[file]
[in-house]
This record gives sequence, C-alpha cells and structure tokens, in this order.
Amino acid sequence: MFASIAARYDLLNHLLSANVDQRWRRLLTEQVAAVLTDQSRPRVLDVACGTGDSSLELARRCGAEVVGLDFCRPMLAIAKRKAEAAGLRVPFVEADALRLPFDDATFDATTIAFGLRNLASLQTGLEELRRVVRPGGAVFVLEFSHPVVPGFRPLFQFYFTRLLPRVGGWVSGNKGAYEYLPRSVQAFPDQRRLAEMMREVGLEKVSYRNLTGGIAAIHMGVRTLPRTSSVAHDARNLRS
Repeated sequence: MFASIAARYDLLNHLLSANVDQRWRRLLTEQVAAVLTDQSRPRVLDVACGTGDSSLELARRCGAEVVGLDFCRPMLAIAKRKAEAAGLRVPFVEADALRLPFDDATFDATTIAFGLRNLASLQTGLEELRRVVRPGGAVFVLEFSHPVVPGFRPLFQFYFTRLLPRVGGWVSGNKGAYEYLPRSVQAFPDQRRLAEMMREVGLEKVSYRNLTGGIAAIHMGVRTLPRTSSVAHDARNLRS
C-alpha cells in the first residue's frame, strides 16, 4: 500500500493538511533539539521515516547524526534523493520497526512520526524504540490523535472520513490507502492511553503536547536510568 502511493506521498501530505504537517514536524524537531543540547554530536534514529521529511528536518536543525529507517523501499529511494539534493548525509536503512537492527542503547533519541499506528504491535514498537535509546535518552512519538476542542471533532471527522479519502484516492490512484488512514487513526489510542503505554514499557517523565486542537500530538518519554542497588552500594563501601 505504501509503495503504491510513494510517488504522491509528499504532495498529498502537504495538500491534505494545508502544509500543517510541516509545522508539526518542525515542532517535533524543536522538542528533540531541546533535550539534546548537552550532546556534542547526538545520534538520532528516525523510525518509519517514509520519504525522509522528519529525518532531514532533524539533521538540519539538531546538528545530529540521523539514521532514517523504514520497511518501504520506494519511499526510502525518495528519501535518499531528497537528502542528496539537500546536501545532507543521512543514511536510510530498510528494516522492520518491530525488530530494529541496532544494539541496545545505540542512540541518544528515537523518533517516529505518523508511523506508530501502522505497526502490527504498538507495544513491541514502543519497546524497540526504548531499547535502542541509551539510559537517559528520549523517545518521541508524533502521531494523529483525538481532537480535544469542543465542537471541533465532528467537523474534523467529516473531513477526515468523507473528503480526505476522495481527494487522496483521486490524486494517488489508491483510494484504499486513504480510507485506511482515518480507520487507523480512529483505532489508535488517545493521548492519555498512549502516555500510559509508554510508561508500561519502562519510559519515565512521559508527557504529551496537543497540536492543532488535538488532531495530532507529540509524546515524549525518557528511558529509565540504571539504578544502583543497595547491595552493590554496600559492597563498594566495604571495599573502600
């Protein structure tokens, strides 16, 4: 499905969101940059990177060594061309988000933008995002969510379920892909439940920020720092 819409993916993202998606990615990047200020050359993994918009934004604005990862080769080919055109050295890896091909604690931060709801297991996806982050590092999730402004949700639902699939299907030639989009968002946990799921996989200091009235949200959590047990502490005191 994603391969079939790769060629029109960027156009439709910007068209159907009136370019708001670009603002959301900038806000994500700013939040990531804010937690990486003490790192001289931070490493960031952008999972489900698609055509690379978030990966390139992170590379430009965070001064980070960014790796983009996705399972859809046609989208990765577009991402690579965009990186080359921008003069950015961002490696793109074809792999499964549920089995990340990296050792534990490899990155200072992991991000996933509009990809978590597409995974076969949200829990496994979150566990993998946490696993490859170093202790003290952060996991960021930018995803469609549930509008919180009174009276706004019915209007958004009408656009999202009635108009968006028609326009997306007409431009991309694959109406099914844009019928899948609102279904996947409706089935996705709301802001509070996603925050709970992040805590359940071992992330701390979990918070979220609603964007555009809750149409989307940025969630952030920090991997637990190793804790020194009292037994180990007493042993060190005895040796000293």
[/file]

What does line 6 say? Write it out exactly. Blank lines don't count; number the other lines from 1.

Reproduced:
């Protein structure tokens, strides 16, 4: 499905969101940059990177060594061309988000933008995002969510379920892909439940920020720092 819409993916993202998606990615990047200020050359993994918009934004604005990862080769080919055109050295890896091909604690931060709801297991996806982050590092999730402004949700639902699939299907030639989009968002946990799921996989200091009235949200959590047990502490005191 994603391969079939790769060629029109960027156009439709910007068209159907009136370019708001670009603002959301900038806000994500700013939040990531804010937690990486003490790192001289931070490493960031952008999972489900698609055509690379978030990966390139992170590379430009965070001064980070960014790796983009996705399972859809046609989208990765577009991402690579965009990186080359921008003069950015961002490696793109074809792999499964549920089995990340990296050792534990490899990155200072992991991000996933509009990809978590597409995974076969949200829990496994979150566990993998946490696993490859170093202790003290952060996991960021930018995803469609549930509008919180009174009276706004019915209007958004009408656009999202009635108009968006028609326009997306007409431009991309694959109406099914844009019928899948609102279904996947409706089935996705709301802001509070996603925050709970992040805590359940071992992330701390979990918070979220609603964007555009809750149409989307940025969630952030920090991997637990190793804790020194009292037994180990007493042993060190005895040796000293």